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Old September 16, 2012, 10:55 PM   #42
Senior Member
Join Date: July 28, 2007
Location: Central Ohio
Posts: 10,951
Magnums are named that for a reason, they are exceptional cartridges that require a particular skill to shoot or load for.
Magnums are named magnums as a marketing tool. The .32 H&R "magnum" is a pipsqueak round and unless you hotrod it and go outside the lines (many have), it's like loading .38 Special. Which is like loading .357 Magnum. Which is like loading .327 Federal or .44 Magnum.

Rifle loading for accuracy is a outrageously more complicated and difficult to fine-tune than any of the cartridges we've mentioned thus far.

Want to get in to complicated or skill-testing handgun rounds to load at the bench? 5.7x28 is a good candidate. .357 Sig, perhaps, has a few angles that are different than straight-wall revolver rounds. .25 Auto is probably a fun one to deal with, I'd guess.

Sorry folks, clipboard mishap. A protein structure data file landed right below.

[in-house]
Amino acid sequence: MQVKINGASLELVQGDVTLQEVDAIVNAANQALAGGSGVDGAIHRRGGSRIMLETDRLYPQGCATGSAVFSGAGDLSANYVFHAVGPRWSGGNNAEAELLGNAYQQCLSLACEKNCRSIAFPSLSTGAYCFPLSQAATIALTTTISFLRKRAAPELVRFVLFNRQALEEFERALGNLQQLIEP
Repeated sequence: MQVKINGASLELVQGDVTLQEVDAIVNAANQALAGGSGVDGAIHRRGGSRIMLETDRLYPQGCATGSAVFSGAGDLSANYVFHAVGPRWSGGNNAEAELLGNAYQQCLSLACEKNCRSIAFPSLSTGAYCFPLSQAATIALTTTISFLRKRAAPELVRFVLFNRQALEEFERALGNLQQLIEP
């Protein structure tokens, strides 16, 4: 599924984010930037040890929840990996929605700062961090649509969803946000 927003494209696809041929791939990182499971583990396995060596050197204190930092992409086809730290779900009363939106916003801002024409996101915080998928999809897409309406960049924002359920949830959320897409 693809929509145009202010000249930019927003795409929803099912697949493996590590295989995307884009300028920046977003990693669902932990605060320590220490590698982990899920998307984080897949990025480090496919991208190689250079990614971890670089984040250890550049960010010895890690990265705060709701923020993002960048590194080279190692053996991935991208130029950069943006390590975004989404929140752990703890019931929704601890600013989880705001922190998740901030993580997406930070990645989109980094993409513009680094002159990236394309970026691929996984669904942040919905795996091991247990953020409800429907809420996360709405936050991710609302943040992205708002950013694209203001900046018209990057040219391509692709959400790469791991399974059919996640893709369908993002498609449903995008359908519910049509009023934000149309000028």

.327 Federal may not be widely popular and known, but the level of difficulty is much less than loading the cartridge most similar to it in world--.30 Carbine. (which I load for handgun) Much less difficult than .30 Carbine.
Attention Brass rats and other reloaders: I really need .327 Federal Magnum brass, no lot size too small. Tell me what caliber you need and I'll see what I have to swap. PM me and we'll discuss.
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